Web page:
The Great Goth Girl

The Great Goth Girl

I knew Chris Riddell as an illustrator first, this is the first novel of his I have read and I adored it. Ada Goth is the only child of Lord Goth. She lives a rather lonely existence in her own home, wearing loud boots to stomp around the enormous Ghastly-Gorm Hall in order to be heard rather than seen, and more importantly avoided. Ada’s face breaks her father’s heart, Lord Goth is in a terrible state of grief after losing Lady Goth, Ada’s mother. Then one night, a ghost of a mouse introduces himself: Call me Ishmael.

Children and adults will thoroughly enjoy this read. It’s almost a spoof of all gothic tales before it. There’s the Attic Club formed of children of the servants, there’s the vast lawns perfect for Hobby Horse racing and of course, the fabulous and exclusive Annual Metaphorical Bicycle Race and Indoor Hunt. A young audience will love the silliness and the extravagance and the adults will admire characters with a knowing smile such as governesses Jane Ear and Nana Darling who barked a lot.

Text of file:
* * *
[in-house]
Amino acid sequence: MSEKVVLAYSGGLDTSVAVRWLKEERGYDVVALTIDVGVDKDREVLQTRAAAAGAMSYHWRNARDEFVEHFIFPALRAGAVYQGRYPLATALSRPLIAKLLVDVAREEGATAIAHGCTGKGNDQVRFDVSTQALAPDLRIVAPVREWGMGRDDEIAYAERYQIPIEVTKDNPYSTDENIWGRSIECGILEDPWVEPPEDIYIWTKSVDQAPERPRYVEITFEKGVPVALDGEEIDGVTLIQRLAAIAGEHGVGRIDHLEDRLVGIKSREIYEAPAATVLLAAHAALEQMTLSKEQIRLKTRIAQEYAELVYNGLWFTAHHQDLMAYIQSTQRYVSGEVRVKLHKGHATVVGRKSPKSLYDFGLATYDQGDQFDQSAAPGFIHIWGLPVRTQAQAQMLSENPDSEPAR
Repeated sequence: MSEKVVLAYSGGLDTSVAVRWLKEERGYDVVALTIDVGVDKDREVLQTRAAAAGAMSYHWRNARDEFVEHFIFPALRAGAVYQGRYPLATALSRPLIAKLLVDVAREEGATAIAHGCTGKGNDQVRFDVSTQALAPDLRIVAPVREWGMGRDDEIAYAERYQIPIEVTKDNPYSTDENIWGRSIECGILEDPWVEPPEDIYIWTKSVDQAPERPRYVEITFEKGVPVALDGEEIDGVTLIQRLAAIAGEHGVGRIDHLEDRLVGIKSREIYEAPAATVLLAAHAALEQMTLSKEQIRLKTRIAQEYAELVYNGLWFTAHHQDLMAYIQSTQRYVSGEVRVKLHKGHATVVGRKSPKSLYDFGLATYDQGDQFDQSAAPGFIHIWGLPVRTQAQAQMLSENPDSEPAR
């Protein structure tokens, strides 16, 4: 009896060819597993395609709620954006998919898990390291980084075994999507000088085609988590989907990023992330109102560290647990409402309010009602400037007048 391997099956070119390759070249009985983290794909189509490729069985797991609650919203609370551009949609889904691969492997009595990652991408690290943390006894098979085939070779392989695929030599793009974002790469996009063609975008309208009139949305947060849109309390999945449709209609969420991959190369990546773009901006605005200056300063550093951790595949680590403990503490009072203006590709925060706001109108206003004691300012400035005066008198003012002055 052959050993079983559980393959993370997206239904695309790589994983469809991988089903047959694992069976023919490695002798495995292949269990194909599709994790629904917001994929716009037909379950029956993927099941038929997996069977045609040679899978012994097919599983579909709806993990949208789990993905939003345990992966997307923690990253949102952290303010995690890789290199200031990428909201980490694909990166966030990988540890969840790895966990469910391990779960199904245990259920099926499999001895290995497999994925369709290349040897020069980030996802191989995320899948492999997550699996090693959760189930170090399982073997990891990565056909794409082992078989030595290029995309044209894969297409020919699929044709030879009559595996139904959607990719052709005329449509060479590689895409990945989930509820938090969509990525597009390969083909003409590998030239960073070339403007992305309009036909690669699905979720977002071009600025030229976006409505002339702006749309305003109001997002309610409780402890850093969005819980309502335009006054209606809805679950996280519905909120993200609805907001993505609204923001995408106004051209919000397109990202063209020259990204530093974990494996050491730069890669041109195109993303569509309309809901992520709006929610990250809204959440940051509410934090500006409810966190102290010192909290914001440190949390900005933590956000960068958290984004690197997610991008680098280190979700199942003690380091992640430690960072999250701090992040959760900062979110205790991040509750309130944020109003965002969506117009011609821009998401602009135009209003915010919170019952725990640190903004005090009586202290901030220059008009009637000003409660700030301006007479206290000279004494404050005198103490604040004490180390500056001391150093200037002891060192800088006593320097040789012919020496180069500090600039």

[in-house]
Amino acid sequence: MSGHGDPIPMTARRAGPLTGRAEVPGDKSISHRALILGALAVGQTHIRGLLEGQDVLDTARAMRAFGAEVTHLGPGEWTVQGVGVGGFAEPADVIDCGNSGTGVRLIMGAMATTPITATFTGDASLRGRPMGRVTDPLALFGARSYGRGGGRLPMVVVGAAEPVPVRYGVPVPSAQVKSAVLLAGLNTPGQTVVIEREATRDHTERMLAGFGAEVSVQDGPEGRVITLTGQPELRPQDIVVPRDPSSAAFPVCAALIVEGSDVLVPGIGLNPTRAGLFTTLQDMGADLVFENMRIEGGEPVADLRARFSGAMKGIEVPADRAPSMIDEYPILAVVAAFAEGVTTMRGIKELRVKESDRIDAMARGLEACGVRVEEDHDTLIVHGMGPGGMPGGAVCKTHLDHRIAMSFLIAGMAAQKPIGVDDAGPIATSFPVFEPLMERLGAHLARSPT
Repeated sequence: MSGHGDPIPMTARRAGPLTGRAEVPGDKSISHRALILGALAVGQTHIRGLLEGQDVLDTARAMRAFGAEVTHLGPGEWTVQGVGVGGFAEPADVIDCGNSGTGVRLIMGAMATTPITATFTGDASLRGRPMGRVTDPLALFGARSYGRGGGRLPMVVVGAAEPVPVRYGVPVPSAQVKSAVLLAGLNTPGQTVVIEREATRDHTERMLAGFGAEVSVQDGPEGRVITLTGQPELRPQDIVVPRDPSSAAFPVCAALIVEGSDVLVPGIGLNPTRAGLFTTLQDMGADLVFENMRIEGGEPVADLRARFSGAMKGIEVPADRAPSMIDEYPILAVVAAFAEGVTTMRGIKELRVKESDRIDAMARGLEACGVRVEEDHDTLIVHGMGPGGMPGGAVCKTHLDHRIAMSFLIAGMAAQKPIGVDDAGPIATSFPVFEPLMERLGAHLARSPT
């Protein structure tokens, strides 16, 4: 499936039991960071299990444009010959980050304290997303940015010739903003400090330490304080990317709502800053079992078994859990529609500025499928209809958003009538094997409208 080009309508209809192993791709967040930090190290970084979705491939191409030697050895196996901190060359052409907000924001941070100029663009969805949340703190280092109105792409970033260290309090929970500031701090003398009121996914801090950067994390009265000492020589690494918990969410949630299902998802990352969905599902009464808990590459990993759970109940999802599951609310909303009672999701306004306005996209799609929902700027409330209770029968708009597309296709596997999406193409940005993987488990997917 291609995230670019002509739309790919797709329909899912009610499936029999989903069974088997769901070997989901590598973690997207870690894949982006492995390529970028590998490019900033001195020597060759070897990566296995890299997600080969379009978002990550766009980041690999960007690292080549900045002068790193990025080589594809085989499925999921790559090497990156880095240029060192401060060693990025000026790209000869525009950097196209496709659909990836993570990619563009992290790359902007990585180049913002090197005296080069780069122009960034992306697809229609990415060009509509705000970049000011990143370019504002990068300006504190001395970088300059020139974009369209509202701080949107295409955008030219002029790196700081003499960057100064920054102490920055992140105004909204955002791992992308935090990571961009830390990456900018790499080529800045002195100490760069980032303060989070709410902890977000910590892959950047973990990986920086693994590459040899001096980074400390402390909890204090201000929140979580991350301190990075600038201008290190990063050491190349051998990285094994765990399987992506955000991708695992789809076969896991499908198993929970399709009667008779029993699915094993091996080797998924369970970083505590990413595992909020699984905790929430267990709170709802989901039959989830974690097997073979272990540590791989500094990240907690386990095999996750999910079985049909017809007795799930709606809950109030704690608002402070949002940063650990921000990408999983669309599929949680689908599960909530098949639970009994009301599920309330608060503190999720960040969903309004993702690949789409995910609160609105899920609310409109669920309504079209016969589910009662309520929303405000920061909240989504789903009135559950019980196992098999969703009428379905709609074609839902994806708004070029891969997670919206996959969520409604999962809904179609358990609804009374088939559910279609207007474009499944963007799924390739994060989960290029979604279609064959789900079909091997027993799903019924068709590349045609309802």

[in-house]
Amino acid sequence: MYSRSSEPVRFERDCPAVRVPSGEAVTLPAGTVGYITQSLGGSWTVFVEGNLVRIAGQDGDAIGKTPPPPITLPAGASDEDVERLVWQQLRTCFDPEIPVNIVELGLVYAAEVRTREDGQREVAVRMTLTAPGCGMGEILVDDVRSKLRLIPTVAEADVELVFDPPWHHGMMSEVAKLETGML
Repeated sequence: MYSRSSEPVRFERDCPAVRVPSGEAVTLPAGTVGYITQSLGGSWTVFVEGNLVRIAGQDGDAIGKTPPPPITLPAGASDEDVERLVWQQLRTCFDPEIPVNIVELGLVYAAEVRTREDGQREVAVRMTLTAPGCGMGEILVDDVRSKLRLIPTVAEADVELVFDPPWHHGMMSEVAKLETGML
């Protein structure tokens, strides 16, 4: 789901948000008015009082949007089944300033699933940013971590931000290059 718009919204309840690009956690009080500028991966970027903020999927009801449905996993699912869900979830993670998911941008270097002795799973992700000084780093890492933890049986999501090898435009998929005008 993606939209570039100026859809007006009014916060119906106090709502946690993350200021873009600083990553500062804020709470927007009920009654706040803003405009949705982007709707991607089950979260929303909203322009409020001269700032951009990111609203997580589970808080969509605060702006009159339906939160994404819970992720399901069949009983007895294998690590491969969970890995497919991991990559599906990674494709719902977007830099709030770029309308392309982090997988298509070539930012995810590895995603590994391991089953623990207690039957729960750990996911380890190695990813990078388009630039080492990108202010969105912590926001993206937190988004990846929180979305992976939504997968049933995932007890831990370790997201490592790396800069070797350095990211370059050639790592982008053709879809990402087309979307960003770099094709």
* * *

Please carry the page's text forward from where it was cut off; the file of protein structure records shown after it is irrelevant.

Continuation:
Naturally, the illustrations were flawless. It is a beautiful book that I find myself picking up and looking at over and over again. Ada Goth reminds me a lot of Alice, inquisitive and determined. And like Carroll’s classic, things aren’t what they seem and they get curiouser and curiouser. A book that can be enjoyed by all.

And the second is just the same. A fete is to be held at Ghastly-Gorm Hall, Ada experiences a quintessential English fete with a twist only Riddell can give. There’s traditional dancing with blue painted faces and a Great Ghastly-Gorm Bake Off with many recognisable faces. Again, there are many layers to Riddell’s writing and illustrations: full of silliness and magic but also love and murder plots!